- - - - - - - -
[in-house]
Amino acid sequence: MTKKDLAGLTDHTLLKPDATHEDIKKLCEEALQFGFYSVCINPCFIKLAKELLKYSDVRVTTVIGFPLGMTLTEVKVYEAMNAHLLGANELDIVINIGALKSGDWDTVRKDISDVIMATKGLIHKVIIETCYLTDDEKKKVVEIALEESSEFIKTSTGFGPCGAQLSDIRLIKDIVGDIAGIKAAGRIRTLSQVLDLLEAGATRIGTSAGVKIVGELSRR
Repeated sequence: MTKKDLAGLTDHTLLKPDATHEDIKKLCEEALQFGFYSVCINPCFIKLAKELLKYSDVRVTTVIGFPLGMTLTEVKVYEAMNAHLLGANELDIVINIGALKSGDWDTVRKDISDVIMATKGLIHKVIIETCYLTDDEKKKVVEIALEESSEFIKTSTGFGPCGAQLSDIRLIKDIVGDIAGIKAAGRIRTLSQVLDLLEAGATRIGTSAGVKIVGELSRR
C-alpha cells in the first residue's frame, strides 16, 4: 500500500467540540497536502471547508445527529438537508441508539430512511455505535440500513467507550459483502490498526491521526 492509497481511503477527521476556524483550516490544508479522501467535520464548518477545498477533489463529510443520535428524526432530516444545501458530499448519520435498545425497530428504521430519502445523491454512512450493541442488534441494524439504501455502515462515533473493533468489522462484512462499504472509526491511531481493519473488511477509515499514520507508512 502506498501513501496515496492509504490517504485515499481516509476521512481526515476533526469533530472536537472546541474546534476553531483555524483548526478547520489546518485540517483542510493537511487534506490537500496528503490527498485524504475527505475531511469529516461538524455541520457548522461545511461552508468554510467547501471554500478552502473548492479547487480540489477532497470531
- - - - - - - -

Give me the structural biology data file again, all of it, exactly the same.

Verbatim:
[in-house]
Amino acid sequence: MTKKDLAGLTDHTLLKPDATHEDIKKLCEEALQFGFYSVCINPCFIKLAKELLKYSDVRVTTVIGFPLGMTLTEVKVYEAMNAHLLGANELDIVINIGALKSGDWDTVRKDISDVIMATKGLIHKVIIETCYLTDDEKKKVVEIALEESSEFIKTSTGFGPCGAQLSDIRLIKDIVGDIAGIKAAGRIRTLSQVLDLLEAGATRIGTSAGVKIVGELSRR
Repeated sequence: MTKKDLAGLTDHTLLKPDATHEDIKKLCEEALQFGFYSVCINPCFIKLAKELLKYSDVRVTTVIGFPLGMTLTEVKVYEAMNAHLLGANELDIVINIGALKSGDWDTVRKDISDVIMATKGLIHKVIIETCYLTDDEKKKVVEIALEESSEFIKTSTGFGPCGAQLSDIRLIKDIVGDIAGIKAAGRIRTLSQVLDLLEAGATRIGTSAGVKIVGELSRR
C-alpha cells in the first residue's frame, strides 16, 4: 500500500467540540497536502471547508445527529438537508441508539430512511455505535440500513467507550459483502490498526491521526 492509497481511503477527521476556524483550516490544508479522501467535520464548518477545498477533489463529510443520535428524526432530516444545501458530499448519520435498545425497530428504521430519502445523491454512512450493541442488534441494524439504501455502515462515533473493533468489522462484512462499504472509526491511531481493519473488511477509515499514520507508512 502506498501513501496515496492509504490517504485515499481516509476521512481526515476533526469533530472536537472546541474546534476553531483555524483548526478547520489546518485540517483542510493537511487534506490537500496528503490527498485524504475527505475531511469529516461538524455541520457548522461545511461552508468554510467547501471554500478552502473548492479547487480540489477532497470531